Caravaggio is not a painter: he is a prophet. Caravaggio doesn't show what you can see, he shows what nobody can see. Caravaggio doesn't see, he penetrates. Caravaggio's painting are not about religion, they are a religion. Caravaggio does not paint, he reveals. And these are merely some characteristics of a painter that has gone beyond the mere world of things and who found ways to show things, while at the same time showing what's behind things. He is Caravaggio. That's all.
Look at this painting: the martyrdom of St. Ursula. Perhaps the last painting Caravaggio painted, it is the extreme synthesis of all what Caravaggio had painted before. This is the ultimate epiphany of the divinity, shown as the final crowning of a sequence of images that followed Caravaggio's own existence on this world.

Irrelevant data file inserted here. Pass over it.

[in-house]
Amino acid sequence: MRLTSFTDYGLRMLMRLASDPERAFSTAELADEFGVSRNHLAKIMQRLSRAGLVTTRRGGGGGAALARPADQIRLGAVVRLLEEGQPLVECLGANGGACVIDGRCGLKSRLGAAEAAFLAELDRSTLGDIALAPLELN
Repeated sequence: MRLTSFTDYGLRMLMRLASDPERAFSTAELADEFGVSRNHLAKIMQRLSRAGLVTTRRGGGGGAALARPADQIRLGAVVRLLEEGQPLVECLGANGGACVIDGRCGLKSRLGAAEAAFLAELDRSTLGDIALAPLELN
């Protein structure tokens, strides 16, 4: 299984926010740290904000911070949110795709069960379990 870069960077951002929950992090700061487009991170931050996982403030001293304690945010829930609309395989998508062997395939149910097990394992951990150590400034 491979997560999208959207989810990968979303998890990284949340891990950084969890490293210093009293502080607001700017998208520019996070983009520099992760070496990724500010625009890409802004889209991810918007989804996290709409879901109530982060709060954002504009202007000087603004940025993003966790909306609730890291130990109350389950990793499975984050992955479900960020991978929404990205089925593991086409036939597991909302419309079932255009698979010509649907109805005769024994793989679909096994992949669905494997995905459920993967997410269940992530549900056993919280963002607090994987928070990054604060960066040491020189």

The painting shows the death of Ursula, British princess, who refused to marry Attila, king of the Huns, who in revenge killed her and all her retinue of 11,000 virgins. A naive story for our modern tastes but not for Caravaggio, who has seen the deep meaning of the myth. The divine spirit can take a human form; can step into the material world for a short while. Then, it has to return. And returning, for the divine being, means death for its human form but, for the divine form, it is resurrection.
It is the basis of the Christian myth, but it goes much deeper and much earlier; it is the most ancient myth of all: the sacrificial myth that goes to the very center of the interaction of the divine and the human spheres.
And that's what Caravaggio is showing to us. Ursula, hit by an arrow, is the human form of the divine spirit. She had already appeared in an earlier painting by Caravaggio; in his "Our Lady of the Pilgrims".
Perhaps the same woman, surely the same spiritual entity. Caravaggio has been starting with this divine epiphany to end it with the one of Ursula. It is a complete universal cycle in two paintings: the same creature that has appeared for a brief existence on the lower sphere, to leave the material world in a spiritual apotheosis, later on.
Only Caravaggio could do it.